The line cuts that came about, largely genericized depictions of popular cars, tended to illustrate classified ads when classified editors didn’t have a photo of a particular car for sale, but still needed an illustration that was close enough to it. “They were ersatz when it was okay not to be specific,” said Graney’s daughter, Jen Graney O’Connor, who said she grew up learning to identify collectible cars through her father’s line cuts. “He just happened to get the job and stayed with it for 50 years. He loved the art and loved printing and gadgets.”
His love for gadgets also led him to a love for older automobiles, and that in turn led him to start Obsolete Fleet, a company that specialized in renting out older cars to film productions in New York City. If he didn’t own the vehicle himself, he’d consult the member list of the Greater New York region of the AACA, for which he served as treasurer, to see if a fellow club member had a car that would work. And he’d often pull out his automotive lithographs to help movie producers narrow down what sort of vehicles they wanted to cast. Through Obsolete Fleet, he provided cars to Francis Ford Coppola’s Godfather movies, among many other
- See more at: http://blog.hemmings.com/index.php/2014/10/22/rubber-stamps-not-quite-the-automotive-art-of-the-last-letterpress-engraver-in-new-york-city/#sthash.Y14rStxi.dpuf
A thousandth of an inch at a time, using a bit that spun at 33,000 RPM, Jim Graney etched his line cuts. Thousands of them, all of different designs, all in reverse, committed to zinc and copper plates no more than a few inches square and backed with a few layers of thin wood. And of the countless engravings he produced in a 50-year career, maybe a few hundred remain, all displayed on a table at the edge of the recent AACA Hershey swap meet.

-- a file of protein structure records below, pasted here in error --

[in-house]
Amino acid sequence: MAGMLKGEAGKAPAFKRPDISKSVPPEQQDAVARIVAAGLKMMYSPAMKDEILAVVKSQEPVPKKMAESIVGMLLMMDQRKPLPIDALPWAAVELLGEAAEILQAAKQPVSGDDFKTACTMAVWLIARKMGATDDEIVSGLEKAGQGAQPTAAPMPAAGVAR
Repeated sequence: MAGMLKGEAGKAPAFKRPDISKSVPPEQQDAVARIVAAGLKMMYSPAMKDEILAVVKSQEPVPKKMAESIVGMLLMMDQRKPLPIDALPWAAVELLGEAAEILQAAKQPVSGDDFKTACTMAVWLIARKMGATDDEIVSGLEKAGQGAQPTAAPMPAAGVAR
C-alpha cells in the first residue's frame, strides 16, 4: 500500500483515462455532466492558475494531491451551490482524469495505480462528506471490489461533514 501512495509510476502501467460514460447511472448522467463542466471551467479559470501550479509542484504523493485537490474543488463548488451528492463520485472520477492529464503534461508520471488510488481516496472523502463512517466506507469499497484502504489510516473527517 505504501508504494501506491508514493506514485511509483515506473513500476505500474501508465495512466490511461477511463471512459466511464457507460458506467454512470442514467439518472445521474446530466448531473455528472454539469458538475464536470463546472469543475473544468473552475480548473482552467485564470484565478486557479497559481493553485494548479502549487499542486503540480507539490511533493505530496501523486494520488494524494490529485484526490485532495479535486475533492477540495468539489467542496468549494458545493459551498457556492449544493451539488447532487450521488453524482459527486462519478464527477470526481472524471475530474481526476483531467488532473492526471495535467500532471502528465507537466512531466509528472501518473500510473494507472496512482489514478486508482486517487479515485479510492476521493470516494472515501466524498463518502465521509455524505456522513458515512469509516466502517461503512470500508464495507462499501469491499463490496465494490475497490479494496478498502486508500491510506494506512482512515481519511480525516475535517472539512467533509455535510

His work appeared in newspapers across the country, including the New York Times, and in many other publications, including Hemmings Motor News. All of it went uncredited, however. Graney, who grew up in Brooklyn and now lives in Warwick, New York, never really considered himself an artist, just a laborer who took on a photo engraving job in 1946, when he was 15. “I just needed an afterschool job,” Graney said. “I worked for a mail order shop to begin with and did a lot of thumbnail prints that people could order from a catalog for their business cards or whatever. There were slews of Model A’s and other old cars in there, and so, every time we got an order for an old car, I made two and set one aside.”
He would eventually take on commercial photo engraving as well and go on to work for Sterling, at the time the biggest photo engraving shop in New York City. And he became known among his colleagues as the guy who wanted duplicates of all the automotive photo engravings that came through the shop. “Everybody knew to make another one for Graney,” he said.
The line cuts that came about, largely genericized depictions of popular cars, tended to illustrate classified ads when classified editors didn’t have a photo of a particular car for sale, but still needed an illustration that was close enough to it. “They were ersatz when it was okay not to be specific,” said Graney’s daughter, Jen Graney O’Connor, who said she grew up learning to identify collectible cars through her father’s line cuts. “He just happened to get the job and stayed with it for 50 years. He loved the art and loved printing and gadgets.”